As a lifelong Asimov fan, it's astonishing to me that over 2,000 people rated this book negatively. It's even more astonishing that over 9,000 people rated it as just OK. An overwhelming majority of readers gave it 4 and 5 star ratings, so does it seem to you that this is really a 4.09-star read? Let's see what we can find over on Amazon:

Only 4.2 stars? Not much better, but at least Amazon doesn't make you dig for the histogram. Here, we can see that the skew is a little more favorable, but the all-important average is still dragged down by the 1, 2, and 3 star reviews. 

If an award-winning, best-selling book by an iconic author can be hurt by a relative few bad reviews, what's a struggling indie author to do?


Cross-posted to Medium


Friday, July 5, 2019

Announcement for prospective reviewers

I was surprised the other day by a message in my inbox from someone who had used the contact form you see to your right to tell me they'd like to review my books. I wanted to be flattered, but when I took a look at their website, I observed that they are willing to review books for those who are willing to pay them $99.

Amazon expressly prohibits paid reviews, a good policy that protects authors and readers alike. Nobody likes to be scammed. When I launched my authoring career, I expected come-ons like this, so I didn't get upset about it. I'm just serving notice here that I was not born yesterday.

Thursday, June 27, 2019

Mobi Dick

So I have been trying to drum up some more reviews for Joshua, and following the advice I found here, I looked up a few book bloggers who might want to read my novel and, I hope, go on Amazon and Goodreads to tell people it doesn't suck.

It turns out there are a few bookworms out there who do indeed take a chance on self-published authors, although it seems like a lot of them do it just to make money. However they do it, though, a lot of them prefer to get manuscripts in mobi format so they can be easily read with a Kindle.

Mobi? I have to confess I never heard of it before I started my quest for reviews. I've heard of lots of file formats, but this one is unique to Kindle users. But no biggie, many have told me; all I need to do is go to my book details on my KDP page and download my manuscript in mobi form. There. Done! So I go there, and I get:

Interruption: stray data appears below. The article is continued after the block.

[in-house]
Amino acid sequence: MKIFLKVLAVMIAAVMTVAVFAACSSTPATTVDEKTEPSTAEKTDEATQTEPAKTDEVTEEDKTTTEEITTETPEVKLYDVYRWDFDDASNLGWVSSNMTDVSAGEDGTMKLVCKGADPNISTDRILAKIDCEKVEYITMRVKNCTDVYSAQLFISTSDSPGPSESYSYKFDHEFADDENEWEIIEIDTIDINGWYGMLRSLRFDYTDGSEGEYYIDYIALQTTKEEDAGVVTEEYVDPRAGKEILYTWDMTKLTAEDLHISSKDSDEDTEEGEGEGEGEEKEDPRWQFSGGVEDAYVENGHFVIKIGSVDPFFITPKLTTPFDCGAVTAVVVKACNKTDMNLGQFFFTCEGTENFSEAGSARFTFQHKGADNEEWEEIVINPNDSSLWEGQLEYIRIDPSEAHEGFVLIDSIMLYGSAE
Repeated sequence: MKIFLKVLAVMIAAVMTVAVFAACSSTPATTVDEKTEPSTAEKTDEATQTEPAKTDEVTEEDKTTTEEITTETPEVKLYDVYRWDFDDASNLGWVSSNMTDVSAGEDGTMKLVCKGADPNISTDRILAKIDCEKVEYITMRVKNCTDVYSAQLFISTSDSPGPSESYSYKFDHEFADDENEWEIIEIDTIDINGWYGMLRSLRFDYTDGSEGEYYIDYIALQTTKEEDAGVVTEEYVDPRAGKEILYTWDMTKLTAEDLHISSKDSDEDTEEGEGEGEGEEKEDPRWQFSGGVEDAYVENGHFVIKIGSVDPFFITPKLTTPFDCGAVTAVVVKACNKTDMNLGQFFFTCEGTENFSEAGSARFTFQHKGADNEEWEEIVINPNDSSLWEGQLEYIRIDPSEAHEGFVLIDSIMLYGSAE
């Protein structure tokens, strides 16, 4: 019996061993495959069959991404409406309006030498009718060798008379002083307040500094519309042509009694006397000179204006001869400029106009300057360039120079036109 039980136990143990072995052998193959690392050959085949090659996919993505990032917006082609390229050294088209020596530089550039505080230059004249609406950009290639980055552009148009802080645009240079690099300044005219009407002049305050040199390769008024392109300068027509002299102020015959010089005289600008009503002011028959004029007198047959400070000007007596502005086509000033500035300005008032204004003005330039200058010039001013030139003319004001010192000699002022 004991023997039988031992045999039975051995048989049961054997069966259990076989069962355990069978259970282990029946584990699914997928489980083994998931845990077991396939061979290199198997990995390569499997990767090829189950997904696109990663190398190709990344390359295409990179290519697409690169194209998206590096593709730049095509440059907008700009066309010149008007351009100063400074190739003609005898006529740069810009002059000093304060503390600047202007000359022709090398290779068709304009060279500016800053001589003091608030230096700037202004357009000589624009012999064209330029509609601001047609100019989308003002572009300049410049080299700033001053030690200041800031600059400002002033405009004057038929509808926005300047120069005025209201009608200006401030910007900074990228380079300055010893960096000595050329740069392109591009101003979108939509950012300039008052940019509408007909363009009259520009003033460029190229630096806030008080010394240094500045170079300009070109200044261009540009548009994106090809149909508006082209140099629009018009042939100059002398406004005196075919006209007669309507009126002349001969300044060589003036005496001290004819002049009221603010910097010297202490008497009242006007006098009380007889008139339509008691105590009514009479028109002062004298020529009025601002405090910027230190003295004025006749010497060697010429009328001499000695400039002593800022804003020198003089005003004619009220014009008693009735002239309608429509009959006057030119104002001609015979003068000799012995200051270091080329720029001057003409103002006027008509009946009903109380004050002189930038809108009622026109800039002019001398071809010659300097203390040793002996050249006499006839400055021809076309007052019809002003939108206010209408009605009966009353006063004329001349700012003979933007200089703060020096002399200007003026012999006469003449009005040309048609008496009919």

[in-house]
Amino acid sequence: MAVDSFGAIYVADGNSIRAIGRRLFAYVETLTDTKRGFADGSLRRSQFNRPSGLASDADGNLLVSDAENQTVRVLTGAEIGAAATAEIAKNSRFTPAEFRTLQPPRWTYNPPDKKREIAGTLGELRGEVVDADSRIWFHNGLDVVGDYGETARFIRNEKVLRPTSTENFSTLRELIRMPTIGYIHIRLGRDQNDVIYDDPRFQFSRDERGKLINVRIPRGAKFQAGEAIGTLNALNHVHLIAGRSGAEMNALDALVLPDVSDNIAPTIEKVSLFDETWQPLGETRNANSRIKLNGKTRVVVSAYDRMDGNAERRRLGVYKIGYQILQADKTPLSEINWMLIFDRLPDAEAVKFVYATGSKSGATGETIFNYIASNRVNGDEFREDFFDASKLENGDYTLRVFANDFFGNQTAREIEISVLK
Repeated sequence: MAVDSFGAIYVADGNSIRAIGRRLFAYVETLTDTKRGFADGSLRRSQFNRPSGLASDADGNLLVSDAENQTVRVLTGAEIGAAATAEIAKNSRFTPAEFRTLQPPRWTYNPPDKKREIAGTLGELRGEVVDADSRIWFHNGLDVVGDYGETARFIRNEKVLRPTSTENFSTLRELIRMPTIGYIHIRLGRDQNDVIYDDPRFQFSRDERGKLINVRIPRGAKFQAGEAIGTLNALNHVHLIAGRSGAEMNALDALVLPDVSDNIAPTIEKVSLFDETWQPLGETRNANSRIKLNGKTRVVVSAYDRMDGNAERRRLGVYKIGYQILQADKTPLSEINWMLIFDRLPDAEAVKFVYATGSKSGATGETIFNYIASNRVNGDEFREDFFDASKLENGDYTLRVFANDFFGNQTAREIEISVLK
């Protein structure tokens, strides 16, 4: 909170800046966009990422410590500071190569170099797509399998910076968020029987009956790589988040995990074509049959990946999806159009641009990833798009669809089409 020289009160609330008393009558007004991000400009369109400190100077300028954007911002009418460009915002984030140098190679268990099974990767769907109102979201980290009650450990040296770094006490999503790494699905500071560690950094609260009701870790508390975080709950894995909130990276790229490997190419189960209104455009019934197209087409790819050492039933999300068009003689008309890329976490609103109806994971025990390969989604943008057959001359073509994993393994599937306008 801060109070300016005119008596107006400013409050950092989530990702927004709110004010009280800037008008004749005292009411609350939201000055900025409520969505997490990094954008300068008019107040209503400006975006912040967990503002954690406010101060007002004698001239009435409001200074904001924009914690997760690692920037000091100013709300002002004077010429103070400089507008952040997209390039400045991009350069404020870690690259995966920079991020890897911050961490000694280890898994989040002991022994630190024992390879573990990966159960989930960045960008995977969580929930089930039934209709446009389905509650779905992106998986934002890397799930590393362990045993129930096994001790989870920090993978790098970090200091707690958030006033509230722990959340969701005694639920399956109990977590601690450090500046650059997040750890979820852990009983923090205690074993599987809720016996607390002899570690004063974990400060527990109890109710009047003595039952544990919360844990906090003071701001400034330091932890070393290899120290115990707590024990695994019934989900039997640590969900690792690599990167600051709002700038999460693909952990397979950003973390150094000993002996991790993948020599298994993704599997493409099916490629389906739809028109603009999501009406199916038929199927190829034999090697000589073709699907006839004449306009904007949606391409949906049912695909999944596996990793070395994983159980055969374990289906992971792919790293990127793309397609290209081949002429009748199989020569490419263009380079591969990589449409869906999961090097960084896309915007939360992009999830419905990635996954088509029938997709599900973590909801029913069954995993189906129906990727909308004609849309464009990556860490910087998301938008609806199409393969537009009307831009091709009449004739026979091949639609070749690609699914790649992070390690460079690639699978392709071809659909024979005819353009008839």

WTF?! did they lose my manuscript or something? No. The problem is that I uploaded my manuscript as a .kpf file, something spat out by Amazon's Kindle Creator app when you feed it your manuscript. In order to download your book in mobi format you have to have uploaded it in mobi format.

Anybody see the disconnect here? What kind of idiot would clobber their original mobi file, thus making this expedition necessary? Don't answer that.

Joshua began life as a couple of short stories about a boy who gets into all kinds of humorous predicaments. I wrote them in HTML. After I wrote a few more of them, I started to get more serious about the project so I abandoned the HTML and converted the text to a Google Doc. There are a number of advantages to working this way as you are developing your manuscript. Everything you write is saved in real time to your Google drive, which you can access from anywhere, on any device that supports it. When you're away from your PC and you have an idea for your story, you can just whip out your phone, open up the Google Docs app, and start writing. I wrote a significant portion of my manuscript for Joshua in this way.

Once I was done with it, however, I needed to format it for print, paying attention to paper size, margins, and text placement in order to conform to Amazon's standards. I could not do this in Google Docs and I didn't want to do it in my severely outdated copy of Word. What I really did not want to do was pay for Office 365, the latest bloated atrocity of an office suite from Microsoft. I did, however, have a copy of Apache Open Office that was up to the task. Sort of.

I tried exporting my manuscript in Open Office's preferred format, .odt, with some funky results. Things I had formatted within Google Docs went all wonky when I opened them in Open Office. Trying to fix them all piecemeal proved to be too much of a challenge. I finally went back to Docs and stripped the manuscript of all formatting, re-exported it to .odt, and painstakingly reformatted everything from the chapter headings to the italics. After several days' hard labor, I had a manuscript that was fit to publish as a paperback that met Amazon's standards. It was extremely quirky, however. It was very easy to mess up my page numbers. I had to input my TOC manually. When I finally had it ready to publish, I exported it as a PDF, and hooray, nothing got trashed in the process.